he participated in during these years. 

It seems as though it were only yesterday when 23 new students- -some 
painfully shy, others brassy show-offs, but all terribly self-conscious and 
slightly bewildered --bunched up in small tight little knots. From the cor- 
ners of our eyes, we looked each other over, nervously awaiting the bell 
which would send all the students hurtling up the stairs; all, that is, except 
the brand-new, green Freshmen- -us- -who waited until those worldly- 
wise, experienced, upperclassmen had passed, giving each of us a coldly 
appraising eye as they rushed by. 

Assigned to Room 6, we had Mrs. Grinnell for our home-room teacher. 
Several days after Fall term opened, we had our first- -the quietest- -in a 
series of many class meetings, and elected the officers who would theoret- 
ically guide us through the first harrowing year. Of course the treasurer 
had an extra hard job, since it was up to him to collect and keep a record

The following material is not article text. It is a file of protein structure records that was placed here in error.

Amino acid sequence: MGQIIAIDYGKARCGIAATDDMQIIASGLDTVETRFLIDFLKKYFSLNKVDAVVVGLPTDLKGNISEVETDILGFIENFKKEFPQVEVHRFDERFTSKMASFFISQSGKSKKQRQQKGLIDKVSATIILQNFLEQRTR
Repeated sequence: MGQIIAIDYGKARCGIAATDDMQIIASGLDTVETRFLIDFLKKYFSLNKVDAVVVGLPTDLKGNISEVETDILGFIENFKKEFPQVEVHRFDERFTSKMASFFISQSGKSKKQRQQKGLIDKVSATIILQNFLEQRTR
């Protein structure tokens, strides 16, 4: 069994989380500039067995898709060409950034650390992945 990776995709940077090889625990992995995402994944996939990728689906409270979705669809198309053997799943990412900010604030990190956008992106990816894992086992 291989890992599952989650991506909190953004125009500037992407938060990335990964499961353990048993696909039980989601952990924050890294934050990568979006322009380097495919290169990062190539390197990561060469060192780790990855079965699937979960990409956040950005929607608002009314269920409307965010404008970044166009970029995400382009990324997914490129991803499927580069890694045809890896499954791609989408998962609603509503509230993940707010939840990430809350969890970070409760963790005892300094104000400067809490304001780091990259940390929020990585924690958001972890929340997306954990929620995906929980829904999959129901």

of all the money that came in from all the students in class dues, and by 
the end of the year, the phenomenal sum of $2.00 had been collected. 

Our first year in high school was made more confusing by an affair 
planned for our "entertainment", by the Seniors. The evening of Fresh- 
man's Reception finally arrived, and we were tried by a jury of leering 
Seniors. Each of the terribly self-conscious Freshman was accused of some 
dastardly deed, such as being too shy, chewing gum, or going home for 
lunch; and regardless of degree of innocence, he was proclaimed guilty by 
the impartial jury, and given a sentence suitable to the "crime" com- 
mitted. For those students who had been tried first, the evening was a 
fairly pleasant one, but for those who had not yet been tried and sentenced 
as the evening wore slowly on, the affair was a rather unpleasant and dis- 
tasteful one, to say the least. And when the time for refreshments had rolled 
around, we certainly were in no mood for punch and cupcakes. 

In our Sophomore year, we spent much time doing nothing, although 
we did rather half-heartedly attempt to plan a card party to earn revenue. 
But this plan died before it could be born, and we faced our Junior year in 
a practically penniless state. In that year, Mr. Edward "Doc" Foster, our